The Little Station will also be host to artist and puppet-maker ‘at work’ – Kelly Kirkham. Kelly will be working on creating a whole bunch of puppets (big and small) for her upcoming exhibition Sightseer at the Art Gallery of Northumberland, January 8th to February 26th, 2022. Drop in to get a behind the scenes glimpse at this whimsical winter artist workshop.

An Eye for An Ear – by Andrew Maize

An eye for an ear, is a simple installation consisting of a computer, a word processing program, a projector and an 8 foot by 8 foot screen. Word-workers (poets, writers, artists, etc) will play and experiment with live-typing to a transitory audience in public space.

Human cultures shape and are shaped by technologies. Over the past few thousand years, the inventions of writing, phonetic alphabets, and the printing press have drastically shifted the way many human societies communicate, moving from primarily oral cultures (ear/sound) to written cultures (eye/visual). An eye for an ear.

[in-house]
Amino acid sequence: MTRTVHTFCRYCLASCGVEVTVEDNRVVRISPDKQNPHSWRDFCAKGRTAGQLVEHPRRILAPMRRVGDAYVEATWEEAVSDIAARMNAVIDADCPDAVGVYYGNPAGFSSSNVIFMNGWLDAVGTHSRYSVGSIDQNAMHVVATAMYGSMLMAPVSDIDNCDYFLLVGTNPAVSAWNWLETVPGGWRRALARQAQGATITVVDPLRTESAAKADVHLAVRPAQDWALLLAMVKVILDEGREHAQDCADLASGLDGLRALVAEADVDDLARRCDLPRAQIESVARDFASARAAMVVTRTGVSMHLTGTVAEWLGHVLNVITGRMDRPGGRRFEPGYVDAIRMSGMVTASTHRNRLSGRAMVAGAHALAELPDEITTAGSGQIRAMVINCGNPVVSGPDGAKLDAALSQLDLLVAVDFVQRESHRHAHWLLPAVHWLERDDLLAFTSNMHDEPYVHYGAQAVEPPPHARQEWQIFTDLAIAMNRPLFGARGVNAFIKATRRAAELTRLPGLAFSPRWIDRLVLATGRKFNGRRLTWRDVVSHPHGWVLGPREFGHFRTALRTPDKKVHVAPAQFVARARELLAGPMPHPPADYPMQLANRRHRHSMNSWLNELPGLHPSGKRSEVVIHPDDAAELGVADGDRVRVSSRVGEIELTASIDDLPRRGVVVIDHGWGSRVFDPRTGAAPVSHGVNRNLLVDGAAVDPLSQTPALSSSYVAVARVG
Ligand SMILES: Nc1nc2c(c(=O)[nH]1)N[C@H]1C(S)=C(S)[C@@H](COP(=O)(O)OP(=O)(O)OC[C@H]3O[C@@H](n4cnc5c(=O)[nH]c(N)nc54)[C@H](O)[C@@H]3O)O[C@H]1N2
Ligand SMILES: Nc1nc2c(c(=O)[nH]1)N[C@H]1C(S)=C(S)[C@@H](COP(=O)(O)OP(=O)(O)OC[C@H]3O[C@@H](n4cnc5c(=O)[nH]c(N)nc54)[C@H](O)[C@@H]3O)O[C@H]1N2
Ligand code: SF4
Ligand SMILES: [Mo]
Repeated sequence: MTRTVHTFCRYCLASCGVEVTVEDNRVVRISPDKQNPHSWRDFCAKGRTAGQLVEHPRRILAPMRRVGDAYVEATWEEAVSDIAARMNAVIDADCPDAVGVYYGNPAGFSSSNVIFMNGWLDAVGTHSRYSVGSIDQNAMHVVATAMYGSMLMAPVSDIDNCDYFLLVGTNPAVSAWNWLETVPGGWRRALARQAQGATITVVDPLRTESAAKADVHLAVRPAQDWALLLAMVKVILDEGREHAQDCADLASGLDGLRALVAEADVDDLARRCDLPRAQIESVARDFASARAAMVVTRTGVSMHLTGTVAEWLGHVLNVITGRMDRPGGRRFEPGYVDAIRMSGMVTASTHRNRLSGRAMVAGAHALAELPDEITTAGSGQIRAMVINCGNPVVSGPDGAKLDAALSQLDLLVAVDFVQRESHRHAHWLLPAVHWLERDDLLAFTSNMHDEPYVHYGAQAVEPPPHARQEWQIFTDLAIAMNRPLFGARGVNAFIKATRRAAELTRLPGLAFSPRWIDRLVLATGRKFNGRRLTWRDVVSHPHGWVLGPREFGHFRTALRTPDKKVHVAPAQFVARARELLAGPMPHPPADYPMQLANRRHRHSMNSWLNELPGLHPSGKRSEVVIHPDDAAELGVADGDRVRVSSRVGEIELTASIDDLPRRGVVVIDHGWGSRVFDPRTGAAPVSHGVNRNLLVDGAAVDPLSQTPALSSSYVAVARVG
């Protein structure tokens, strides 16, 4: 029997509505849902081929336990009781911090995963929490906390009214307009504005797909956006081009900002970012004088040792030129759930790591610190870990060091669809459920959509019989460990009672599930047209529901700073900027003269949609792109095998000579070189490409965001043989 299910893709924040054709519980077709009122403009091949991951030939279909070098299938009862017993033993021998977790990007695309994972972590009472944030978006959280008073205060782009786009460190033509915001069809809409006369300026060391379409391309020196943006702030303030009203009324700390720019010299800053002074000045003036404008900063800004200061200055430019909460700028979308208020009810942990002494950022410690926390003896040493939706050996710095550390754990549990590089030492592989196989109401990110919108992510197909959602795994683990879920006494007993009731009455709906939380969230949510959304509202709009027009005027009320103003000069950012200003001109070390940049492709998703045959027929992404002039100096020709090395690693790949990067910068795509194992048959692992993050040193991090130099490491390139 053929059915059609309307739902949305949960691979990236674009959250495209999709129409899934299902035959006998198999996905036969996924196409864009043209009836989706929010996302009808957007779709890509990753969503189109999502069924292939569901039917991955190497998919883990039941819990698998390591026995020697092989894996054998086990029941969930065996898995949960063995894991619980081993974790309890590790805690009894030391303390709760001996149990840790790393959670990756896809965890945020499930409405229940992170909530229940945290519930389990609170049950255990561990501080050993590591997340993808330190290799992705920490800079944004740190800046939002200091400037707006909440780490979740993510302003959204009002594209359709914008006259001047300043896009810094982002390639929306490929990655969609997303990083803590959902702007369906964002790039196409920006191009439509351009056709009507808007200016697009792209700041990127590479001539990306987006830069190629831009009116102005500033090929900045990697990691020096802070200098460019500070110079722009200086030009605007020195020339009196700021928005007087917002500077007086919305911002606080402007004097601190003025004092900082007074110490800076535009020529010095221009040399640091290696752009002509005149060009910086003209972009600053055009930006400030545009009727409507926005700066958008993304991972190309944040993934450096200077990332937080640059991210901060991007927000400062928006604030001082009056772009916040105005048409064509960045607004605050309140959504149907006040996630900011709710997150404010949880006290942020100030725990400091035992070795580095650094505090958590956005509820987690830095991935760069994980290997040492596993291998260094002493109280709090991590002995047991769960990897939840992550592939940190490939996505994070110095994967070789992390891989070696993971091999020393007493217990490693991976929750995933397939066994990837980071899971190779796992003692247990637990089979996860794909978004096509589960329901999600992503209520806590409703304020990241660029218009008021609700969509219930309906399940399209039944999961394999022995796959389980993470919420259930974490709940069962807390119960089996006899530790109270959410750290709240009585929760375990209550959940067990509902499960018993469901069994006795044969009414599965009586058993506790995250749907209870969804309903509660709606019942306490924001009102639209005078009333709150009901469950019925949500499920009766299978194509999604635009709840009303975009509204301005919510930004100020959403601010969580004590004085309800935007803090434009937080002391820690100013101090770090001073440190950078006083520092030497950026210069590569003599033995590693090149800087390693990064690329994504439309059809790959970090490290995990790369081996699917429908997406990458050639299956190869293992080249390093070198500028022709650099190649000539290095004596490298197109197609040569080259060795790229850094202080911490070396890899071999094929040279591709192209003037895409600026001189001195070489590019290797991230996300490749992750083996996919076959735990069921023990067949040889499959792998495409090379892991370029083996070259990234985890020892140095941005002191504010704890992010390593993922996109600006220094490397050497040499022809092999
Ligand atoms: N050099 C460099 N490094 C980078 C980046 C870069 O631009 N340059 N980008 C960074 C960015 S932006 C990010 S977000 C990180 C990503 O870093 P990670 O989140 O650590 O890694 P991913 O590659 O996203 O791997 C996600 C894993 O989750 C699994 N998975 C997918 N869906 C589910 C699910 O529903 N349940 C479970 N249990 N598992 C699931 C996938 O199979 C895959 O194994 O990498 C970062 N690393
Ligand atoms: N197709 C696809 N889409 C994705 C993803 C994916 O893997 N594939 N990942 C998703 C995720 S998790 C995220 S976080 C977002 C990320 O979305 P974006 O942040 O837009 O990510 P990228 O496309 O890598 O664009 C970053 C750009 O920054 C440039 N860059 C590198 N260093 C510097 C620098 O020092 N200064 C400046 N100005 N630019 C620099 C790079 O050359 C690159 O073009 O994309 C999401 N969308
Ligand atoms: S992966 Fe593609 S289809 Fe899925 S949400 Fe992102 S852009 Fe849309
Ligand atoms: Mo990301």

These shifts continue to have profound consequences on human beings. Much of the text and dialogue we encounter today is in digital spaces; emails, text messages, social media. These platforms are powerful tools for sharing ideas and words faster, farther and to broader audiences than ever before. At the same time, algorithms, context collapse, pervasive disinformation, and the disembodiment of “voice” has created an environment of often divisive and discordant “public” discourse (it should be noted that this social media is private corporate digital space.) There is no longer a singular, linear dominant narrative, but a polyphony (or more like cacophony) of diverse, divergent and fragmented points of view. The isolation, uncertainty and urgency caused by the Covid-19 pandemic has made these growing rifts more palpable – such as the divisive discourse around the collective social safety measures such as masking, social-distancing and vaccinations. And with increasingly urgent calls for individual, collective and political action in the face of increasing social inequities, white supremacy, racial injustices, ongoing colonial violence (all underscored by the rapidly closing window to mitigate the slow violence of climate catastrophe) – we might wonder about the role of art and language in turbulent times like these? Where do we go from here?